Alternate response: Instead of immediately thinking something is wrong with you, challenge your thoughts. Let’s modify how we think about this stranger. For example, we can tell ourselves “Maybe they’re just having a bad day. They could be lost in thought and didn’t even see me.” Notice how even in this physical example you may feel different reading the alternative, more helpful thought. This is the power of our thoughts and of Cognitive Behavior Therapy.
Flip The Switch and Modify Your Thoughts and Behaviors
As we saw in the example above, feelings and behaviors are impacted by negative thoughts. So let’s flip the switch on this situation and see how different it could be when we counteract our thoughts with something positive.
Initial thought response: “They must be busy,” “Maybe they didn’t hear my message yet,” or, “Maybe they are still at work or doing something with their family.”
That’s much more positive, and supportive right? Instead of jumping to worst-case scenarios, we are rationally explaining the unreturned phone call.
Our emotional response: You may still feel sad because you were looking forward to speaking with this person. However, because you reframed your thoughts into something more positive, you won’t feel anything negative like anxiety, stomach aches, or crying.
Our behavioral response: Since you are rationally reacting to your thoughts, you’ll be able to move on with your day until your person calls you back.
If you try to challenge your thoughts and you still don’t feel any different, it can also be very helpful to focus on changing your behavior. Here, instead of re-reading the texts and thinking the same thoughts over and over again, you could do anything different, like go for a walk outside, or call a friend that makes you laugh.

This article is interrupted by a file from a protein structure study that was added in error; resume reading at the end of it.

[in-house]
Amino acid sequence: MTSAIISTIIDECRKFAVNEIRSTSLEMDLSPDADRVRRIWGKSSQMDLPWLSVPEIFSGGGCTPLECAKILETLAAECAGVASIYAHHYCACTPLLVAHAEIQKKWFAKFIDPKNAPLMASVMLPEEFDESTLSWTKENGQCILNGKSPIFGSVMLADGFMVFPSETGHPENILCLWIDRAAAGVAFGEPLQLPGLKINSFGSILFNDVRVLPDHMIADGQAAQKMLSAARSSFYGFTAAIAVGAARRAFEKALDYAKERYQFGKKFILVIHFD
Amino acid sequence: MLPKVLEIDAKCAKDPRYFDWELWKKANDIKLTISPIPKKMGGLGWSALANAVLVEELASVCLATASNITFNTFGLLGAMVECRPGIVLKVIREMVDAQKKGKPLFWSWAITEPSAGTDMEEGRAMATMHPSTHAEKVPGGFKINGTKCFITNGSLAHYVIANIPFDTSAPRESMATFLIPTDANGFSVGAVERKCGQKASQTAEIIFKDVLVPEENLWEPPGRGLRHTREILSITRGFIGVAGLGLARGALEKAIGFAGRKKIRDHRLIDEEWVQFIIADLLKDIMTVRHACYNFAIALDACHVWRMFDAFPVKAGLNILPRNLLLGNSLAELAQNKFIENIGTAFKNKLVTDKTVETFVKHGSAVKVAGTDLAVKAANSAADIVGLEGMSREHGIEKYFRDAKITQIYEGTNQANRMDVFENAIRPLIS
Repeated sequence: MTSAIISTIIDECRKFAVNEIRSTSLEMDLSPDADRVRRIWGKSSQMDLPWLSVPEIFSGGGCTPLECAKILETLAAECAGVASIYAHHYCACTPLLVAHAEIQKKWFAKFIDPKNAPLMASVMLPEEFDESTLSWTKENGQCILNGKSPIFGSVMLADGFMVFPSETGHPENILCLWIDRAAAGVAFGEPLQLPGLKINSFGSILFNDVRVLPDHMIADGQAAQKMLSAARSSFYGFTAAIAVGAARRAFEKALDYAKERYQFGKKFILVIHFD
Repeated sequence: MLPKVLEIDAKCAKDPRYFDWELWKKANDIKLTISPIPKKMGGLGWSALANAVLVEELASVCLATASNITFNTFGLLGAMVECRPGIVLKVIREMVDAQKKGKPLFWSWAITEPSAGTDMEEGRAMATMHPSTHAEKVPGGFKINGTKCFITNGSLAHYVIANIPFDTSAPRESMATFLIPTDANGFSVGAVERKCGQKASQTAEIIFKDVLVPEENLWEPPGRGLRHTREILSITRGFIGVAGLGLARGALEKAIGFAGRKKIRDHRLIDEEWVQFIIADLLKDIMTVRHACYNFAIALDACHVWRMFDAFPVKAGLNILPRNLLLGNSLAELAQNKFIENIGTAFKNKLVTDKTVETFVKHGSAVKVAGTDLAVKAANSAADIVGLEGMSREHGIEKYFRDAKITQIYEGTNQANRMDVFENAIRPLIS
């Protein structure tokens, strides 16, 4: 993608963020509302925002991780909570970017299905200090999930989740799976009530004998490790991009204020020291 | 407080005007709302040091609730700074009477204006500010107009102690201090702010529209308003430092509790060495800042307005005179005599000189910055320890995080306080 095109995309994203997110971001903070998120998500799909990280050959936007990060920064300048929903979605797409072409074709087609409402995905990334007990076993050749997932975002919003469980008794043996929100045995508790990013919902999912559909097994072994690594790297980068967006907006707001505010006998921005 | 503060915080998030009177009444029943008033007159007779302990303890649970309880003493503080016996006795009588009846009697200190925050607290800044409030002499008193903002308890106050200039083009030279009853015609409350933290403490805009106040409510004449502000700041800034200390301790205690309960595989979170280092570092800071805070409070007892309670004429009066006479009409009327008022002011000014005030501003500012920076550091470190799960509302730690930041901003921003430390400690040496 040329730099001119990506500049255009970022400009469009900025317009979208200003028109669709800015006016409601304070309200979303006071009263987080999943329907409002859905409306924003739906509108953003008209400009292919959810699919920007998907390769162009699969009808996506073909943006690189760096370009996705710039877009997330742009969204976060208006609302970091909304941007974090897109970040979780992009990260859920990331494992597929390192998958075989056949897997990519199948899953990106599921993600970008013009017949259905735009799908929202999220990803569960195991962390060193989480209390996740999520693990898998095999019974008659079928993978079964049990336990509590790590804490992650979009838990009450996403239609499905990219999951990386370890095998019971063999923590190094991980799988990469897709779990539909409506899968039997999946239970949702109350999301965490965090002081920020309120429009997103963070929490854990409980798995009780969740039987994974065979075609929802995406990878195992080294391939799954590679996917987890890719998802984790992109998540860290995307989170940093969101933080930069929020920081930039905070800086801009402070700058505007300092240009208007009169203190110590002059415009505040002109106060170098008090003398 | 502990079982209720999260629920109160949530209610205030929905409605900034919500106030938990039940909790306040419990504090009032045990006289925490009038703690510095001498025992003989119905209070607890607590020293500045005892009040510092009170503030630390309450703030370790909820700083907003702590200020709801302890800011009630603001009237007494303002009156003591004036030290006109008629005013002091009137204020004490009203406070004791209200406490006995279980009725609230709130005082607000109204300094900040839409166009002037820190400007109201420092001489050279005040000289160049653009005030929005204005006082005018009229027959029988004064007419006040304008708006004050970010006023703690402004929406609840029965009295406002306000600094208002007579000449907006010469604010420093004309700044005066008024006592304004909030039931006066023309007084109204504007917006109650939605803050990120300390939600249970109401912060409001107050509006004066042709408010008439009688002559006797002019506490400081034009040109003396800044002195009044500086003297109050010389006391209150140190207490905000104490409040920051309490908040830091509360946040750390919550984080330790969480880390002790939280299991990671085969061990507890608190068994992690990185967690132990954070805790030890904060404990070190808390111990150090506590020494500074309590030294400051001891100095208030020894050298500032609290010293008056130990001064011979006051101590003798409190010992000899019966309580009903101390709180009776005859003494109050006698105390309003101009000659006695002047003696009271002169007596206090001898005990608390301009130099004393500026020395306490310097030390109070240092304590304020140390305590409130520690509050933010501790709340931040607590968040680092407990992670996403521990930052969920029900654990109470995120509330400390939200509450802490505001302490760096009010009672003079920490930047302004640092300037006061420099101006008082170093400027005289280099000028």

Just changing your behavior can have the helpful impact of chaining your thoughts and feelings.
CBT Helps You Re-Train Your Brain
While these examples were pretty simple, they illustrate how our thoughts, feelings, and behaviors influence one another. There needs to be a balance in all three areas so that your brain can rationally and emotionally react to the situation when one goes out of whack.
By engaging in CBT, you can re-train your brain to react in more positive ways by learning to approach your thinking differently and by becoming aware of what actions (or inactions) make you feel a certain way. If you’re struggling to cope with stressful situations and feel like it is out of your control, or just want to improve your ability to cope with life, CBT can really help your mind, body, and spirit get and stay on the right track.
CBT is a very powerful therapy approach. Over the years, I’ve seen CBT help many individuals learn brain science based tools to manage mood and thrive. If you’re ready to begin your journey of not letting emotions and thoughts control your life anymore, please feel free to reach out to me. Click to read more about in office Cognitive Behavior Therapy or Online CBT.
I am a Licensed Mental Health Counselor in Hawaii and an Accredited CBT Therapist in the UK with over 15 years of experience. I specialize in anxiety treatments and have received advanced specialist training in Cognitive Behavior Therapy and Compassion Focused Therapy. Please feel free to contact me at my Honolulu or London clinic to set up an Online CBT Test Drive.